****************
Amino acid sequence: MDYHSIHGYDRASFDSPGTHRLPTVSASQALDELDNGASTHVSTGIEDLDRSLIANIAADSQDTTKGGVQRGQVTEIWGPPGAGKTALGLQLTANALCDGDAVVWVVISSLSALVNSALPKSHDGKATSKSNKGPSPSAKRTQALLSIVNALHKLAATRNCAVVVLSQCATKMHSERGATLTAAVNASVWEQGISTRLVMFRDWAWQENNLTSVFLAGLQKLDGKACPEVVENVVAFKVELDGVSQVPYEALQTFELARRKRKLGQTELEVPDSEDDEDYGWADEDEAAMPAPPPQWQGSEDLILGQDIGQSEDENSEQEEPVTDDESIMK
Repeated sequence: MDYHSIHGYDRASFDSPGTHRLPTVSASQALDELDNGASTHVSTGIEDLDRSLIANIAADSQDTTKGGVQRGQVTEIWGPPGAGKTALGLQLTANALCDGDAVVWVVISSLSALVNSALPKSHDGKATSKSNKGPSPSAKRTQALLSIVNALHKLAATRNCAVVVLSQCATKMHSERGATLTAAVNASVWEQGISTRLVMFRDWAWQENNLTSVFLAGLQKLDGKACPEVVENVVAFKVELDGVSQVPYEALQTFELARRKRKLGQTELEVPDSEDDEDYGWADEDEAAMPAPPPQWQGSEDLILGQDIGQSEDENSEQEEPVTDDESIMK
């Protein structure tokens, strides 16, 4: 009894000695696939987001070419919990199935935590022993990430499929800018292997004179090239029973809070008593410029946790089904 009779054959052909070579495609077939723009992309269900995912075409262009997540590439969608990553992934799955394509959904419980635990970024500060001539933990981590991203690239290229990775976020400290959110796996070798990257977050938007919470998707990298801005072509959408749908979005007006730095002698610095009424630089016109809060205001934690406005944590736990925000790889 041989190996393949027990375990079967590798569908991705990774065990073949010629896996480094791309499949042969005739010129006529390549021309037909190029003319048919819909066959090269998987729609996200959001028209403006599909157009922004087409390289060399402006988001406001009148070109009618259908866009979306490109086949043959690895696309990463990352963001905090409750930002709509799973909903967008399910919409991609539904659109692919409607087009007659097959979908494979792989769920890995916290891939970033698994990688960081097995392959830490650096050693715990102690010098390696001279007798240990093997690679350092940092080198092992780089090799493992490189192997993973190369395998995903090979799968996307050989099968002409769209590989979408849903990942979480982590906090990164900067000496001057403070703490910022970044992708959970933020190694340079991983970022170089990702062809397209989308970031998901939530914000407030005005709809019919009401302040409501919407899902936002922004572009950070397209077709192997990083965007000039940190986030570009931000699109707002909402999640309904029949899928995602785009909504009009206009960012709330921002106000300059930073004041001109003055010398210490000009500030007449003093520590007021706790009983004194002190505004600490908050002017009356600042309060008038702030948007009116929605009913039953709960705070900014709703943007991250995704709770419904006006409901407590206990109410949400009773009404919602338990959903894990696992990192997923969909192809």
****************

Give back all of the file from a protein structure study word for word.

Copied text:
Amino acid sequence: MDYHSIHGYDRASFDSPGTHRLPTVSASQALDELDNGASTHVSTGIEDLDRSLIANIAADSQDTTKGGVQRGQVTEIWGPPGAGKTALGLQLTANALCDGDAVVWVVISSLSALVNSALPKSHDGKATSKSNKGPSPSAKRTQALLSIVNALHKLAATRNCAVVVLSQCATKMHSERGATLTAAVNASVWEQGISTRLVMFRDWAWQENNLTSVFLAGLQKLDGKACPEVVENVVAFKVELDGVSQVPYEALQTFELARRKRKLGQTELEVPDSEDDEDYGWADEDEAAMPAPPPQWQGSEDLILGQDIGQSEDENSEQEEPVTDDESIMK
Repeated sequence: MDYHSIHGYDRASFDSPGTHRLPTVSASQALDELDNGASTHVSTGIEDLDRSLIANIAADSQDTTKGGVQRGQVTEIWGPPGAGKTALGLQLTANALCDGDAVVWVVISSLSALVNSALPKSHDGKATSKSNKGPSPSAKRTQALLSIVNALHKLAATRNCAVVVLSQCATKMHSERGATLTAAVNASVWEQGISTRLVMFRDWAWQENNLTSVFLAGLQKLDGKACPEVVENVVAFKVELDGVSQVPYEALQTFELARRKRKLGQTELEVPDSEDDEDYGWADEDEAAMPAPPPQWQGSEDLILGQDIGQSEDENSEQEEPVTDDESIMK
């Protein structure tokens, strides 16, 4: 009894000695696939987001070419919990199935935590022993990430499929800018292997004179090239029973809070008593410029946790089904 009779054959052909070579495609077939723009992309269900995912075409262009997540590439969608990553992934799955394509959904419980635990970024500060001539933990981590991203690239290229990775976020400290959110796996070798990257977050938007919470998707990298801005072509959408749908979005007006730095002698610095009424630089016109809060205001934690406005944590736990925000790889 041989190996393949027990375990079967590798569908991705990774065990073949010629896996480094791309499949042969005739010129006529390549021309037909190029003319048919819909066959090269998987729609996200959001028209403006599909157009922004087409390289060399402006988001406001009148070109009618259908866009979306490109086949043959690895696309990463990352963001905090409750930002709509799973909903967008399910919409991609539904659109692919409607087009007659097959979908494979792989769920890995916290891939970033698994990688960081097995392959830490650096050693715990102690010098390696001279007798240990093997690679350092940092080198092992780089090799493992490189192997993973190369395998995903090979799968996307050989099968002409769209590989979408849903990942979480982590906090990164900067000496001057403070703490910022970044992708959970933020190694340079991983970022170089990702062809397209989308970031998901939530914000407030005005709809019919009401302040409501919407899902936002922004572009950070397209077709192997990083965007000039940190986030570009931000699109707002909402999640309904029949899928995602785009909504009009206009960012709330921002106000300059930073004041001109003055010398210490000009500030007449003093520590007021706790009983004194002190505004600490908050002017009356600042309060008038702030948007009116929605009913039953709960705070900014709703943007991250995704709770419904006006409901407590206990109410949400009773009404919602338990959903894990696992990192997923969909192809």